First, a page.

It hasn’t stopped parents from trying, however. In addition, the bragging rights that come from having a successful youth athlete seem to be stronger when that athlete is succeeding at an elite level – and having the potential of a career after high school.

“The prospect of having one’s child ‘make it’ in a sport is of course a huge temptation,” noted blogger Casey Chalk in The American Conservative

It stands to reason: in a social media-heavy world, parents love to post to Facebook, Instagram and Twitter, publicly checking into cities far from home and bragging noting they are there to support their children as their teams perform in regional and national competitions, then posting pictures, updates and results as they are given.

Another part of the demographic that is left to participate on the high school team: children from lower income families. The cost of elite and travel programs is often too much to afford for parents of limited means and high school sports are a far less expensive alternative. With state championships being the limit of most high school sports, the cost to play is far less and generally does not include tournament after tournament after tournament. And as sports travel goes up in price, this may be a mitigating factor for losses in high school participation in years to come; in fact, it may drive more middle-class students back into high school sports.

One thing that doesn’t seem to be catching the blame for high school sports’ decline (though it is often deemed a convenient scapegoat) is esports. The NFHS report does not have a category for esports team participation; however, NFHS earlier announced a partnership with PlayVS to begin the rollout of high school esports competitions nationwide. Additionally, the High School Esports League also offers schools the ability to have teams compete at a national level. And with the rise of college scholarships in esports programs, it’s likely that enrollment in these programs will increase.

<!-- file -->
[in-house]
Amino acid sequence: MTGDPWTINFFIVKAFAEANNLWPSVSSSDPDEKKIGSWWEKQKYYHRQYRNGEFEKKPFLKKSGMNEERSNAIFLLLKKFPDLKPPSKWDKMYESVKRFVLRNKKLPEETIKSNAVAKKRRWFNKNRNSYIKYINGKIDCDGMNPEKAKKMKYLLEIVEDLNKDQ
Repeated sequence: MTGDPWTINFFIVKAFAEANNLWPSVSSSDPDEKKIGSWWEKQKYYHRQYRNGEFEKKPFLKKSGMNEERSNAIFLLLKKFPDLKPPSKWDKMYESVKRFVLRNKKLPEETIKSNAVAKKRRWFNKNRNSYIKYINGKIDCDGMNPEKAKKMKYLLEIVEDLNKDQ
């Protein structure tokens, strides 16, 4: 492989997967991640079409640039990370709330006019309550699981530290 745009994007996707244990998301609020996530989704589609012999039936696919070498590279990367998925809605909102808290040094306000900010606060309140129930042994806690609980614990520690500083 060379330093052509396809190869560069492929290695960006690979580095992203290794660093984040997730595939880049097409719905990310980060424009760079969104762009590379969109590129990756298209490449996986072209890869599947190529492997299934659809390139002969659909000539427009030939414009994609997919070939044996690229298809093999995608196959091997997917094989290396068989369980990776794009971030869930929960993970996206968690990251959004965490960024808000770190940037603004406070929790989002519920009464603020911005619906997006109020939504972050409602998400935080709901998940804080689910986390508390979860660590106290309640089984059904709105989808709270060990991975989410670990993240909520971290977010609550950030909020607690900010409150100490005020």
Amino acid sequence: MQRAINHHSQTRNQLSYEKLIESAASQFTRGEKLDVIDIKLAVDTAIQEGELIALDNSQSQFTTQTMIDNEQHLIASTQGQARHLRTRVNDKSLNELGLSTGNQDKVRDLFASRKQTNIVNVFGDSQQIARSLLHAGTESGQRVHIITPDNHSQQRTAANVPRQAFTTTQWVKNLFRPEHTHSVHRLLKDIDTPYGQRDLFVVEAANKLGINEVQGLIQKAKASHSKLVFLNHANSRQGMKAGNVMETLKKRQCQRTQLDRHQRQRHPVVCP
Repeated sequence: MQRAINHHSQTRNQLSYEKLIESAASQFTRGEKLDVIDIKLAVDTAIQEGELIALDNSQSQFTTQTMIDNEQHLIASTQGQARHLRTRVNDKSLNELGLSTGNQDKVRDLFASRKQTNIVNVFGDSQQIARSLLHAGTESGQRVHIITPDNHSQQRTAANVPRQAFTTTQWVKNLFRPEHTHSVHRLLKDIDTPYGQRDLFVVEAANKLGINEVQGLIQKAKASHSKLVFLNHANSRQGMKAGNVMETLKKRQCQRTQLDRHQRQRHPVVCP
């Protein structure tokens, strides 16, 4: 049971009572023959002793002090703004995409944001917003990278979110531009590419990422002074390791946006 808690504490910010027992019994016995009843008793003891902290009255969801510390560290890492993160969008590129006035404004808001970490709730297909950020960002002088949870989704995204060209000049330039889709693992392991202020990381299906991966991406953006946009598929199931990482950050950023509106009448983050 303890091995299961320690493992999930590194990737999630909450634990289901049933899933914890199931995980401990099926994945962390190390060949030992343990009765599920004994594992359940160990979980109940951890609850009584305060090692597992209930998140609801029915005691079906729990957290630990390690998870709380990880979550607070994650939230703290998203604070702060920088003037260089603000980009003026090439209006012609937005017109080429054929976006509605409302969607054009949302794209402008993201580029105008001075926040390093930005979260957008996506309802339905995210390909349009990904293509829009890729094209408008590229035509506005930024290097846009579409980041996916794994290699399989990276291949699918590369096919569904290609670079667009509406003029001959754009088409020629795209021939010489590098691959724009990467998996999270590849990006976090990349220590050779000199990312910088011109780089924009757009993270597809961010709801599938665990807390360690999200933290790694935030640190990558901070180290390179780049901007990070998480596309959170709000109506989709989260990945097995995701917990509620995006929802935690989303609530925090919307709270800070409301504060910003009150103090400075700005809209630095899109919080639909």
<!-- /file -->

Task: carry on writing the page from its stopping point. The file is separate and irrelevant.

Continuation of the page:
"I think it’s only a matter of time," said Mark Koski, CEO of the NFHS Network and Director of Marketing. "The only reason it isn’t included this year is that esports is still fairly new. But NFHS tracks 12 million students participating in a variety of activities nationwide. This is another one that will help us get to the 13 million mark." Currently, he notes, 13 states host championships in esports. The number is expected to rise to at least 20 states by October.

The NFHS survey also recorded some sports that are rising in popularity, with sharp gains noted particularly across a seven-year period. Participation in girls’ lacrosse and boys’ lacrosse has increased 19 percent with a combined 213,452 participants in 2018-19. Soccer in both genders gained 70,668 participants since 2012 (a nine percent increase) and enrollment in boys’ and girls’ volleyball has also gone up. Among girls’ sports, competitive spirit has increased 38 percent since 2012.

For their part, NFHS does not make a strong connection between travel sports and the lower numbers of high school athletes.

“In most cases, out-of-school programs are an additional activity in which kids are involved,” noted Dr. Karissa Niehoff, NFHS executive director. “While there may be a few athletes who have discontinued school-based sports to devote full-time to a club sport, we do not believe this was a major contributor to the decline in overall participation this past year. Outside of the decline in football participation, there are a number of sports that continue to trend upward in participation, such as volleyball, soccer and lacrosse. We remain hopeful that football numbers will stabilize, and overall numbers will begin to trend upward again.”

With all these sports – lacrosse, soccer, volleyball and competitive spirit – also growing at the elite, all-star and travel level, industry analysts will be watching closely to see whether participation rates at the high school level will also drop.